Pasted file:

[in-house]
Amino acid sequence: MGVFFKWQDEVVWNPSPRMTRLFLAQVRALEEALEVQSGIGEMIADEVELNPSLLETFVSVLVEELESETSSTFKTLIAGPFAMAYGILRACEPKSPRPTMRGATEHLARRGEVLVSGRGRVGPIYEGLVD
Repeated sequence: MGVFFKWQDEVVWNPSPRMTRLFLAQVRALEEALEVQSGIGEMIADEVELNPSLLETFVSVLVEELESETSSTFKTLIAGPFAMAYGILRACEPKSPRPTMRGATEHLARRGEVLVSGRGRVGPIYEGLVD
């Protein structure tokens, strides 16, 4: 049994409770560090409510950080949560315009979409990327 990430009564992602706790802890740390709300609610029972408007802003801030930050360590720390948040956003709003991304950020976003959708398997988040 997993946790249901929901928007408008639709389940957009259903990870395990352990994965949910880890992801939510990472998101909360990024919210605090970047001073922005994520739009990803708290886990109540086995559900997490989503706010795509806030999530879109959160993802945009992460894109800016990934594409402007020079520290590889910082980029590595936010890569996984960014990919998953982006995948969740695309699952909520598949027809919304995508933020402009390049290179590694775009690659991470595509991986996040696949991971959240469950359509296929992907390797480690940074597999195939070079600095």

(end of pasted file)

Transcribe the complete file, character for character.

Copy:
[in-house]
Amino acid sequence: MGVFFKWQDEVVWNPSPRMTRLFLAQVRALEEALEVQSGIGEMIADEVELNPSLLETFVSVLVEELESETSSTFKTLIAGPFAMAYGILRACEPKSPRPTMRGATEHLARRGEVLVSGRGRVGPIYEGLVD
Repeated sequence: MGVFFKWQDEVVWNPSPRMTRLFLAQVRALEEALEVQSGIGEMIADEVELNPSLLETFVSVLVEELESETSSTFKTLIAGPFAMAYGILRACEPKSPRPTMRGATEHLARRGEVLVSGRGRVGPIYEGLVD
């Protein structure tokens, strides 16, 4: 049994409770560090409510950080949560315009979409990327 990430009564992602706790802890740390709300609610029972408007802003801030930050360590720390948040956003709003991304950020976003959708398997988040 997993946790249901929901928007408008639709389940957009259903990870395990352990994965949910880890992801939510990472998101909360990024919210605090970047001073922005994520739009990803708290886990109540086995559900997490989503706010795509806030999530879109959160993802945009992460894109800016990934594409402007020079520290590889910082980029590595936010890569996984960014990919998953982006995948969740695309699952909520598949027809919304995508933020402009390049290179590694775009690659991470595509991986996040696949991971959240469950359509296929992907390797480690940074597999195939070079600095």